author = "Jason Sim and Rozli Zulkifli and Shahrir Abdullah and Zambri Harun",
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T1 - Voltage stabilization of thermoelectric modules using a boost converter

AU - Sim, Jason

AU - Zulkifli, Rozli

AU - Abdullah, Shahrir

AU - Harun, Zambri

PY - 2015

Y1 - 2015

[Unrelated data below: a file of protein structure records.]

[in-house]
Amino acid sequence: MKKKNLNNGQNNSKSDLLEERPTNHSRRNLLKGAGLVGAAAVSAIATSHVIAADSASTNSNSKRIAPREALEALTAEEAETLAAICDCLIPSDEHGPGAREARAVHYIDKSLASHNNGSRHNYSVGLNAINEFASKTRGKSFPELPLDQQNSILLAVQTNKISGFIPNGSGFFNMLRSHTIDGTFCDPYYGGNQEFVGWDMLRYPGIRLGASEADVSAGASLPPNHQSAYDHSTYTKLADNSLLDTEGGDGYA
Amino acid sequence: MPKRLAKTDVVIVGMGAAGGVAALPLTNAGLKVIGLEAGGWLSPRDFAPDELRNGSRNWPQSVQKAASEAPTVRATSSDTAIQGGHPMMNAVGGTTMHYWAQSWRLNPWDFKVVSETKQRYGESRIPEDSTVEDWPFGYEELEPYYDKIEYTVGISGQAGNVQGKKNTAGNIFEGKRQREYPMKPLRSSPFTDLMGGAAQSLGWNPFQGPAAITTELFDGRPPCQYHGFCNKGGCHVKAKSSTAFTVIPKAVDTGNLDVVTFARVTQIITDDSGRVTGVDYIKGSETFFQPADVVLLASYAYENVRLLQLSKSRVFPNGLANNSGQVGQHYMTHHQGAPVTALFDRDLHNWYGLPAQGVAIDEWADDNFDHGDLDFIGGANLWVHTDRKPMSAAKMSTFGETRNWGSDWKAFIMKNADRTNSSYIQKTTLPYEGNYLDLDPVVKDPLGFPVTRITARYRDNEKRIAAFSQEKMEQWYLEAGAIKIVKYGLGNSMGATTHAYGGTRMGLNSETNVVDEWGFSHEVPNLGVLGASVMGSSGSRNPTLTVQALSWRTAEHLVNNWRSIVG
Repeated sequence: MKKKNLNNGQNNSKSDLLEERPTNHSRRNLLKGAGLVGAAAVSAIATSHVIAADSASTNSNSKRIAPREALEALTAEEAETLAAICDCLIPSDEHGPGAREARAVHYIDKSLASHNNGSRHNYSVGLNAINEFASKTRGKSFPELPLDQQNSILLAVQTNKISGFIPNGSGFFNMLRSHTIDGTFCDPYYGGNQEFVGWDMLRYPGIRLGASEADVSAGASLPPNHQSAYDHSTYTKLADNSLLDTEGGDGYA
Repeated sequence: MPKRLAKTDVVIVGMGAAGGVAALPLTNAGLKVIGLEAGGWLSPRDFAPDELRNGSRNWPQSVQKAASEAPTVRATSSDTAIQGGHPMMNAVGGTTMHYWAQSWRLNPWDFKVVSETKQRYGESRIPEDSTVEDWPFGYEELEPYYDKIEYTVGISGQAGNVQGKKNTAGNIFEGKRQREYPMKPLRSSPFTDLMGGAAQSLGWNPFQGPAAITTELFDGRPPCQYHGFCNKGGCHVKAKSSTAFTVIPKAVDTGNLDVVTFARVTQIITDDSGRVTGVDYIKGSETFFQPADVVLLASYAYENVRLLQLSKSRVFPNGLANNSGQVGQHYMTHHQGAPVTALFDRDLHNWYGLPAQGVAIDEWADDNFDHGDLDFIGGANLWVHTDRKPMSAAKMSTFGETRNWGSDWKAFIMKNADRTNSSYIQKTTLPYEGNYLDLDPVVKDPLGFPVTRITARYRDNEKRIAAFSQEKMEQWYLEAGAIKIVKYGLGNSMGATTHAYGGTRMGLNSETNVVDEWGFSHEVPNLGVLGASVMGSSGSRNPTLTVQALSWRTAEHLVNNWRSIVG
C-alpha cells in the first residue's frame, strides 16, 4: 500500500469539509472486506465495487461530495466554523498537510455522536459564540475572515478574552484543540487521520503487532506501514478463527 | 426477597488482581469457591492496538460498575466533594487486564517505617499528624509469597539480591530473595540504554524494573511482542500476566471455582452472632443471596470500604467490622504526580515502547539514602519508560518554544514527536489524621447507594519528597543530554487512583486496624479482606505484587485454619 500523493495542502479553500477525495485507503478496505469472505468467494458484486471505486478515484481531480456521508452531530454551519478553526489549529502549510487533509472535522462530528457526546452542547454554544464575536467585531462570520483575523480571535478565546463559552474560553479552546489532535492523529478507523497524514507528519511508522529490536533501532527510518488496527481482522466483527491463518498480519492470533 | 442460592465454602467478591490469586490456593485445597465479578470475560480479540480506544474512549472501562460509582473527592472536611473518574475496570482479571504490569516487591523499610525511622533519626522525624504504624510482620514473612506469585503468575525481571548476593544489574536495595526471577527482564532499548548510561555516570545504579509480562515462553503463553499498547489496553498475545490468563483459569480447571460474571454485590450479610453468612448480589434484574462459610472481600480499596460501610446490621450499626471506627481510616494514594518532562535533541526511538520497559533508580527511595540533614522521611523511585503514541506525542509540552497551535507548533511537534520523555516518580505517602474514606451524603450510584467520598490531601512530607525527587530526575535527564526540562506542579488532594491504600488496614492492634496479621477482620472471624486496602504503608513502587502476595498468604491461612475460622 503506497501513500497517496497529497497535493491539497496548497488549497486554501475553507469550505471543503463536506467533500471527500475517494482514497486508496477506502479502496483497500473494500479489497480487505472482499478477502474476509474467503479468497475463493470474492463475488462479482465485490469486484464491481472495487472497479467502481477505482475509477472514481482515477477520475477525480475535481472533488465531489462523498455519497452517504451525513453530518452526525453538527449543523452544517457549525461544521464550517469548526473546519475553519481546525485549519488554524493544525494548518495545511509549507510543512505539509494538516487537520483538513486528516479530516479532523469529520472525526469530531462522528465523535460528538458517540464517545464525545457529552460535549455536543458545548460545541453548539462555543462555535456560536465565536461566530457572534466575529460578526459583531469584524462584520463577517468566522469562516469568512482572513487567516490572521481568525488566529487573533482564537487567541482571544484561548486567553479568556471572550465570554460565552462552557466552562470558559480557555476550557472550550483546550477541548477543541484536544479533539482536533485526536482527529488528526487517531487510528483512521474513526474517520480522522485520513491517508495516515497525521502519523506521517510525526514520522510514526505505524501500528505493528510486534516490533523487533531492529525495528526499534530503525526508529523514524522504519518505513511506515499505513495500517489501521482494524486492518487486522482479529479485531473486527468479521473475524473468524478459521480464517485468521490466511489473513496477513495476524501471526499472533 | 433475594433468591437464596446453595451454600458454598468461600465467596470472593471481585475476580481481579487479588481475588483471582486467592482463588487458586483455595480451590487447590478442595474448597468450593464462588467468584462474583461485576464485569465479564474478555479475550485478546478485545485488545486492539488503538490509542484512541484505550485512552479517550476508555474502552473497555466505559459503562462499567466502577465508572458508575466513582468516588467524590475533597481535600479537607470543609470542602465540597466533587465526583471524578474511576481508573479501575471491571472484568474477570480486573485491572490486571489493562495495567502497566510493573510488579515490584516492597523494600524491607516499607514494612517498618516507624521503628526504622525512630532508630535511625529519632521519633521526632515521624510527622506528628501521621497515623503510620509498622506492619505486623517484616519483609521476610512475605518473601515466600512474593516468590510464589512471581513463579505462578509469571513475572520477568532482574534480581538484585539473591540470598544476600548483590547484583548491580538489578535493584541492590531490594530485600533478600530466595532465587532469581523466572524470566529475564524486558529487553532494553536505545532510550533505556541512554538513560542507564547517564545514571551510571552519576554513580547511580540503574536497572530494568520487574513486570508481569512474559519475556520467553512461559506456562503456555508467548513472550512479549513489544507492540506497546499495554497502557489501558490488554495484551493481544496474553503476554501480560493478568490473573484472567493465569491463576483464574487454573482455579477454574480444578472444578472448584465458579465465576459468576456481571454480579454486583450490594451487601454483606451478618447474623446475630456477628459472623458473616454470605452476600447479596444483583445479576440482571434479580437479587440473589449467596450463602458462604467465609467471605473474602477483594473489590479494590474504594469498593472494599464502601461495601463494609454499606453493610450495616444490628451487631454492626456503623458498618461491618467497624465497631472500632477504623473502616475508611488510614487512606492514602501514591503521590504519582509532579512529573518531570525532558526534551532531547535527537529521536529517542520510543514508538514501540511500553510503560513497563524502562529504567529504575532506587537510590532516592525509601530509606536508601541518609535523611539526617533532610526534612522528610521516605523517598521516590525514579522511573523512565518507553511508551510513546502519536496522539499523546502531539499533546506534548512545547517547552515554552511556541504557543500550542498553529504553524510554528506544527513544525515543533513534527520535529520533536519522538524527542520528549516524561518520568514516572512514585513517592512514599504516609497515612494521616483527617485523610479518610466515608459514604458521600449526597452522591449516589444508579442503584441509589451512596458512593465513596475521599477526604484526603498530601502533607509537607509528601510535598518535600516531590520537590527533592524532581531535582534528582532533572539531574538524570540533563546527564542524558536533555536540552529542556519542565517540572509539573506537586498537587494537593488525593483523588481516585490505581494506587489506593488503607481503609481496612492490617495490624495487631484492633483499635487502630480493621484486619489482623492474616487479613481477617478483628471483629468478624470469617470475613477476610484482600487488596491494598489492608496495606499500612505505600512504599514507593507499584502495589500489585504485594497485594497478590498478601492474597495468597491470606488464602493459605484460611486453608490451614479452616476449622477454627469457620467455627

N2 - Thermoelectric Modules are a useful way to extract waste energy such as exhaust heat from car engines. It works on the Seebeck effect, where an electromotive force will be generated when the junction of two dissimilar metals experience a temperature difference. The efficiency of these modules are low, but advantages of being small, lightweight and maintenance-free make it an attractive addition to applications where energy per unit weight or size is a primary factor. Among the key problems is obtaining a consistent voltage to power devices which depend on a consistent voltage more than maximum power. In applications where a higher voltage than the input voltage is needed, a boost convertor is able to reach the desired voltage at the expense of reducing current. This experiment aims to assess the performance of thermoelectric modules when connected to a boost convertor, taking into account: input and output voltage, current and power, as well as convertor efficiency against various temperature differences. The experimental test rig is using two HZ-20 thermoelectric modules connected in series to a 0.9-5V to 5V boost convertor. The hot side of the thermoelectric modules were heated through a heating block while the cold side were water cooled at room temperature through cooling blocks. The surface temperature region near the hot air inlet and outlet is measured using a temperature sensors and thermal imager. Testing showed that at a temperature difference of 71°C, the input voltage and current of 1.76V and 0.76A were increased and decreased respectively to 4.17V and 0.17A. At a temperature difference of 135°C, the input voltage and current of 4.09V and 0.89A were increased and decreased respectively to 5.14V and 0.66A. It was also noted that the efficiency of the boost conversion increases with temperature difference, ranging from 53% at 71°C to 93% at 135°C. In conclusion, the usage of a boost convertor is able to increase the input voltage, decrease the input current, and reduce the range of output voltage over a range of temperature differences. The conversion process is also more efficient when the input voltage is close to the desired output voltage.